Sunday, December 29, 2013

Grandmaster Jonathan Rowson's Insights About Magnus Carlsen

Scottish Grandmaster Jonathan Rowson, a three-time British Chess Champion (2004-06), has some fascinating insights about the specific traits that make World Chess Champion Magnus Carlsen such a great player.

Rowson explains, "Carlsen is not an idealist or a performer like Kasparov, who loved the narrative, the drama, the quest. Magnus just wants to win. So while there is plenty of creative amplitude in his play, the underlying motivational vector appears to be relatively sombre and flat." Carlsen possesses what Rowson calls "depressive realism"--Carlsen has a very objective approach to chess and his play does not seem to be dictated by his emotions but rather by a detached, clinical evaluation of the position at hand.

Rowson vigorously disagrees with the contention that Carlsen defeated World Champion Viswanathan Anand not on chess merit but simply by virtue of being younger and more energetic. Rowson asserts, "Carlsen’s nettlesomeness lies in the difference between playing consistently accurate moves, and playing consistently accurate moves that also maximise the chances of inaccuracies from the opponent. The former style beats all but the very best Grandmasters, while the latter tends to beat them too."

How does Carlsen regularly dispatch the world's foremost Grandmasters in positions that are not only seemingly equal but also seemingly devoid of any semblance of meaningful winning chances? Rowson, who has faced Carlsen in tournament play, provides an interesting list of what he considers Carlsen's unique chess warrior attributes:
  • First, avoid errors yourself.
  • Second, play relatively quickly.
  • Third, see complexity where others assume simplicity.
  • Fourth, develop exquisite timing for when to change the nature of the position.
  • Fifth, navigate towards positions where there are no obvious moves.
  • Sixth, believe in your opponent's greater and ultimate fallibility.
  • Seven, keep going relentlessly.
  • Eight, be ever ready to pounce.
  • Nine, kill them without mercy.
  • Ten, smile for the cameras.
That 10 step program may seem simple but there is a real art and skill to playing chess in that fashion. Most strong chess players possess at least some of those traits--I call it "the art of doing nothing while accomplishing something," meaning that strong players can shuffle their pieces around without any obvious goal and yet somehow improve their position while not taking any serious risks--but Carlsen brings that entire tool kit to every move, every game and every tournament.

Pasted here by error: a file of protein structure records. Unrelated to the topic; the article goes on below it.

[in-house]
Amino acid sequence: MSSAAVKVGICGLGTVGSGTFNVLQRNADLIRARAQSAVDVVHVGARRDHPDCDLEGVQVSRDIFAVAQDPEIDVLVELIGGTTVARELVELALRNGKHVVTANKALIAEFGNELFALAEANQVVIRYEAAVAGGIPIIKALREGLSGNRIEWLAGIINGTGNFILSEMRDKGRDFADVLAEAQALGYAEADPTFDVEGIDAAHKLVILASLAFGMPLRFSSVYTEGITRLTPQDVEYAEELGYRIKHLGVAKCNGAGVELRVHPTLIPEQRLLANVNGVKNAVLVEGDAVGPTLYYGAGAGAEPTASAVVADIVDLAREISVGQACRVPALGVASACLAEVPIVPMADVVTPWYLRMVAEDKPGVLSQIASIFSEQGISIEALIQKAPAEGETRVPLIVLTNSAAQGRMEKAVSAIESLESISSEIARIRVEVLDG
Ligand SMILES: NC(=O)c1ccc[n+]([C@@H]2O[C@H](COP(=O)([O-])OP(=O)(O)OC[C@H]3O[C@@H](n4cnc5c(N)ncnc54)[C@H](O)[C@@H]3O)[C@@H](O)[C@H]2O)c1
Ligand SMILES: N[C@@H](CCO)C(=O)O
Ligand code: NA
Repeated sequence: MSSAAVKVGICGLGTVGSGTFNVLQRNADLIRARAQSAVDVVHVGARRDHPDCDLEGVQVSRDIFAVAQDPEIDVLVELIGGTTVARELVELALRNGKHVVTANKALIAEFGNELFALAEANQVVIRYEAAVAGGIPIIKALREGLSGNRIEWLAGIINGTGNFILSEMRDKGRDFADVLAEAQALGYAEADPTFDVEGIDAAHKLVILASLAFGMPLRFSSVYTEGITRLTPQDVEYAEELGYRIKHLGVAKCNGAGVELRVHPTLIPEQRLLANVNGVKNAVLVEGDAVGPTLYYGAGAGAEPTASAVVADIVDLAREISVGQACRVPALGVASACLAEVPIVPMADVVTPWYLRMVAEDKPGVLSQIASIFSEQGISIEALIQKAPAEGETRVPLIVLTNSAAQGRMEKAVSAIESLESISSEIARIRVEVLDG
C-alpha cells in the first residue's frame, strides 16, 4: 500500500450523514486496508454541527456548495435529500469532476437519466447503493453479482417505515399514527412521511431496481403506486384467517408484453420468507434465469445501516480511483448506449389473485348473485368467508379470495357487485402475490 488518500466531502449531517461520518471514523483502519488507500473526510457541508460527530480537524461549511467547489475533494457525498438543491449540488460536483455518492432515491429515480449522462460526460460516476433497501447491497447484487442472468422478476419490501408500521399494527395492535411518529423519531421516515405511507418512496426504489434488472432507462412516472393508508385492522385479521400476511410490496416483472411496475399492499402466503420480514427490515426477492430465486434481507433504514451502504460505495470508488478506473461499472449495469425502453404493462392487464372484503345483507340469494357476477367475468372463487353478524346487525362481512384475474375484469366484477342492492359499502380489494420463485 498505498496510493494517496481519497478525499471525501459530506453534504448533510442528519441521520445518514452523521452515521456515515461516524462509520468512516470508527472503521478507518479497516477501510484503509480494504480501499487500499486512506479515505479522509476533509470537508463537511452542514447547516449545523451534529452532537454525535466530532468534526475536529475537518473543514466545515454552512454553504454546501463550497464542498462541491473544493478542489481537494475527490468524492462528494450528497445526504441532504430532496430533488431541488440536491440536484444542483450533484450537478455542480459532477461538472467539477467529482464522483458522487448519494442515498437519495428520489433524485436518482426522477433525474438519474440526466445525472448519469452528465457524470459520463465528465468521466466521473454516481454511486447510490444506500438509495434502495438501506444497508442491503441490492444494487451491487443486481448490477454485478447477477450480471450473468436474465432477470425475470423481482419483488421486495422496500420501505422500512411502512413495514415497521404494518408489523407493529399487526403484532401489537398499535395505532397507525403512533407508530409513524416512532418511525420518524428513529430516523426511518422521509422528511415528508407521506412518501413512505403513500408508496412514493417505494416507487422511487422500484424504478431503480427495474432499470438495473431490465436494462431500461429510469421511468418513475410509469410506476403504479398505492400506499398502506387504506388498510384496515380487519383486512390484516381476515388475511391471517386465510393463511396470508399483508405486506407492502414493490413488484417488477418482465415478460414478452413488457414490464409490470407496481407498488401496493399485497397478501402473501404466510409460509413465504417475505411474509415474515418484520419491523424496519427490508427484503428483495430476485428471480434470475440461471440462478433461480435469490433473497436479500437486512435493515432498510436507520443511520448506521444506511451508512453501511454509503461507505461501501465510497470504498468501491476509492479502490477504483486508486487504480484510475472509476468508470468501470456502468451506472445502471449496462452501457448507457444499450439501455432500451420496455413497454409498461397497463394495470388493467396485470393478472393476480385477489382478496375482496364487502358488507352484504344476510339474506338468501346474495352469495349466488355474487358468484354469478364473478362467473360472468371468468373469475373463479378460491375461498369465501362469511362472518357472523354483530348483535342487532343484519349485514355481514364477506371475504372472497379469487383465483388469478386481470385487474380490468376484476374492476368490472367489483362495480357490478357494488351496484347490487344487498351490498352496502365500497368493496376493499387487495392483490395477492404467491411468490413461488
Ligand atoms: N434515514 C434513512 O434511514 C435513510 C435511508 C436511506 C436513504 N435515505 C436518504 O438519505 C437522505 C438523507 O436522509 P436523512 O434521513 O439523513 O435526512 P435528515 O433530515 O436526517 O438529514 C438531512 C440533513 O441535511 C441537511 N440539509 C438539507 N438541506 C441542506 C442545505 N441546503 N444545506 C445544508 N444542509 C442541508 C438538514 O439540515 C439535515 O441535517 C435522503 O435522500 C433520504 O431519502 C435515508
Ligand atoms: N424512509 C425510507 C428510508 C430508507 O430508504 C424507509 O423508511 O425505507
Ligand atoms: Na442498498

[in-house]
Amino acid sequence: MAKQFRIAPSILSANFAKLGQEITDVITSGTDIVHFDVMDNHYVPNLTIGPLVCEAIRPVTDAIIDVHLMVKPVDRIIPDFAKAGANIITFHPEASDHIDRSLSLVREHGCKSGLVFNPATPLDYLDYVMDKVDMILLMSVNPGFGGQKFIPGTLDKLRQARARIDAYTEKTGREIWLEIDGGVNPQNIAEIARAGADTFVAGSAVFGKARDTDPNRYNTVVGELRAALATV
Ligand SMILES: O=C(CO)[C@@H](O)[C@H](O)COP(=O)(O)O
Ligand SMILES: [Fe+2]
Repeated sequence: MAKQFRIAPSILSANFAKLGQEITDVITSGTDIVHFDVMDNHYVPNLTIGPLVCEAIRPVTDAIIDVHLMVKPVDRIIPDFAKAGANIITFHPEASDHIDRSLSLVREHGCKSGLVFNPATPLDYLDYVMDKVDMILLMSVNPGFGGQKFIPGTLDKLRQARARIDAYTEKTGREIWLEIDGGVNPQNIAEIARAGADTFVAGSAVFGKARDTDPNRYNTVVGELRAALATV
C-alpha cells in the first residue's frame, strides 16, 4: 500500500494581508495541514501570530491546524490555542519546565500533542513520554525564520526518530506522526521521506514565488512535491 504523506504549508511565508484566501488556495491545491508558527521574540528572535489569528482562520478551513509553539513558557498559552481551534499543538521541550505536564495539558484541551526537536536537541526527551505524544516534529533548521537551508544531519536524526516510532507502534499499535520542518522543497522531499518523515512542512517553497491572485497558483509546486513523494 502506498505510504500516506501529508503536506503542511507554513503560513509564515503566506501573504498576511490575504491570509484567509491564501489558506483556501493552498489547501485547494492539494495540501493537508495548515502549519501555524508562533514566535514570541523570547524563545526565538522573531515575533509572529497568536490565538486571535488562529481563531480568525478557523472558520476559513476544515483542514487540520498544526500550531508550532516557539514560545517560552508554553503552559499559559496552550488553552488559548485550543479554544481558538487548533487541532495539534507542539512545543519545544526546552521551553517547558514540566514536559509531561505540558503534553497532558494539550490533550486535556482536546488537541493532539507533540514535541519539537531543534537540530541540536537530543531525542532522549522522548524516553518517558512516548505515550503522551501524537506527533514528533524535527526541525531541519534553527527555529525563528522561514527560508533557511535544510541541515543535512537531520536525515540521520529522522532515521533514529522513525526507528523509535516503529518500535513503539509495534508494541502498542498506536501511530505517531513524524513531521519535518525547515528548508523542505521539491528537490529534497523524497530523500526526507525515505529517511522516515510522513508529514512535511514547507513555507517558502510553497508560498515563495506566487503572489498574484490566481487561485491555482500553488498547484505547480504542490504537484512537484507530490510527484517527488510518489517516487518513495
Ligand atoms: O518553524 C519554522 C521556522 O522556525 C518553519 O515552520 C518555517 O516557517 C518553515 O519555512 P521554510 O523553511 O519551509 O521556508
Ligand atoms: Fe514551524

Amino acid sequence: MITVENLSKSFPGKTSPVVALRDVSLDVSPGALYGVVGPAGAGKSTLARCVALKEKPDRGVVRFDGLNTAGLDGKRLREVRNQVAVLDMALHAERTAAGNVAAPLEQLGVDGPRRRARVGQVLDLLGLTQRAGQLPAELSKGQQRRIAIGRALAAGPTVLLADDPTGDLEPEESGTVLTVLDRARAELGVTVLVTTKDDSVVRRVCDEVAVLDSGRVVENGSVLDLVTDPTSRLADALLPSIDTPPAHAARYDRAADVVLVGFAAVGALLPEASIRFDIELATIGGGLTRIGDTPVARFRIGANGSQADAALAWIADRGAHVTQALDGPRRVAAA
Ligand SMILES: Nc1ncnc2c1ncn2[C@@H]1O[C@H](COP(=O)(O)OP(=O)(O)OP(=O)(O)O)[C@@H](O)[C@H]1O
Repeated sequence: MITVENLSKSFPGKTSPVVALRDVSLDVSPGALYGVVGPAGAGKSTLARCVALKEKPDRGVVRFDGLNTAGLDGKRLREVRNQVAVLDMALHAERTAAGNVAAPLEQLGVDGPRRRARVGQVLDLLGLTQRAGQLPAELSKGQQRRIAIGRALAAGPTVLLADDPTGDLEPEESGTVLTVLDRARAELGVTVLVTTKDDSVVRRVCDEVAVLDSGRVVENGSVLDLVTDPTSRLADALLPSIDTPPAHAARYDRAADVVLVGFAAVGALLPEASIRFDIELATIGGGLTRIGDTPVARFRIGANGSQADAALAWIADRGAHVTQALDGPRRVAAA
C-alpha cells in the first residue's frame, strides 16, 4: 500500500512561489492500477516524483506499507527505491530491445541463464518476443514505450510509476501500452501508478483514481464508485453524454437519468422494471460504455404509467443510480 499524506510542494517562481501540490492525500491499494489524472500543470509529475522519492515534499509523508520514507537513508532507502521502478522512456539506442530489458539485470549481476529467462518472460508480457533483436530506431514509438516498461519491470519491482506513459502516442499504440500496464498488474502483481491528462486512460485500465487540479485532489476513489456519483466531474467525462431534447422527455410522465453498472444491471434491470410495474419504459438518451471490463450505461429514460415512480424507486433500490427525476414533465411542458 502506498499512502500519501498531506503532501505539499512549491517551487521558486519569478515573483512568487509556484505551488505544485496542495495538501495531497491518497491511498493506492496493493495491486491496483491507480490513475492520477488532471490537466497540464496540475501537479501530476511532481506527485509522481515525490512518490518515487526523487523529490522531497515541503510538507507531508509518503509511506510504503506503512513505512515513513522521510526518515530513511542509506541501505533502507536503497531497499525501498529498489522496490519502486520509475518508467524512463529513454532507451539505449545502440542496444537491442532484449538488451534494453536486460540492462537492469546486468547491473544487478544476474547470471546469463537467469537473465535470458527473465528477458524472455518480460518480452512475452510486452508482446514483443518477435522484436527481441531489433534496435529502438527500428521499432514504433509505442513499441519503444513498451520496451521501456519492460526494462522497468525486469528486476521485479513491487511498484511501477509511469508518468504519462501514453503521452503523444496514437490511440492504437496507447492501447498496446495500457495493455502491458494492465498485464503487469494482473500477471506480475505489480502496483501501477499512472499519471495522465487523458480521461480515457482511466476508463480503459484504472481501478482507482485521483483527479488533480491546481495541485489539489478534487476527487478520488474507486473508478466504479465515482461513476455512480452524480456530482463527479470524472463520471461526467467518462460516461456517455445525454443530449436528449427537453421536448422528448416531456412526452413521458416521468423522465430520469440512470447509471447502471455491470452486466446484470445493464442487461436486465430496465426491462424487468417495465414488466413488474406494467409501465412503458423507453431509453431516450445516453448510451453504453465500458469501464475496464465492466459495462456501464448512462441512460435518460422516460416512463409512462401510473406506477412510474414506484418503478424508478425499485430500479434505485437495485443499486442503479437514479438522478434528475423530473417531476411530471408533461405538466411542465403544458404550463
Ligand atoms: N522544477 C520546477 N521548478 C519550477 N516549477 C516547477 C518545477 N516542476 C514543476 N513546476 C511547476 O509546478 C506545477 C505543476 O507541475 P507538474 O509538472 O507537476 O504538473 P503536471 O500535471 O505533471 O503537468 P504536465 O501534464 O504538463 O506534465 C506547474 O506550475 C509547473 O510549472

The first step, avoiding errors, is the most difficult one for chess players at any level. There are countless examples of elite Grandmasters blundering into checkmates, hanging their Queens and committing various other forms of chess suicide. Chess requires constant concentration for hours on end and for days at a time and even the smartest, most dedicated competitors have lapses.

The advantage of playing quickly is that it puts psychological pressure on one's opponent, who literally does not have a moment to rest; in tennis terms, the ball is always coming back over the net at him--and, assuming that one keeps the ball in play (i.e., avoids errors), this forces the opponent to send the ball back over the net as well.

Chess is a complex game that can sometimes seem simple, but even the quietest positions often contain a drop of poison. It takes imagination and concentration to sense danger in what appear to be calm waters.

A chess player is perhaps most likely to make a mistake when he is taken out of his comfort level; he thinks that he is going to be playing a pawn up middlegame but all of a sudden his opponent sacrifices the Exchange. What is the nature of this new, unexpected position? Such surprises often induce mistakes.

Carlsen has the ability to "do nothing" but most chess players lack the patience, board vision and understanding for such maneuvers. When there is nothing obvious to do, it is easy to go astray.

Confidence is so very important in all areas of life. I don't play chess at anywhere near Carlsen's level but even as a local/regional champion I can recall many games that I won mainly because I simply believed (sometimes erroneously) that I was winning and that brazen confidence boosted my spirits while perhaps rattling the confidence of my opponents.

No one ever won by resigning and no one ever held a lost position without displaying great tenacity. Carlsen just plows forward regardless of the situation; as Capablanca once said, the good player is always lucky.

Opportunity may only appear once in a five or six hour playing session but when that opportunity arises Carlsen recognizes it--and he does indeed "kill" his opponents "without mercy."

Rowson's last step is tongue in cheek--at least in terms of being a necessary trait for over the board dominance--but it no doubt has helped Carlsen to land many of his endorsement deals, providing him with more financial stability than most chess players enjoy.

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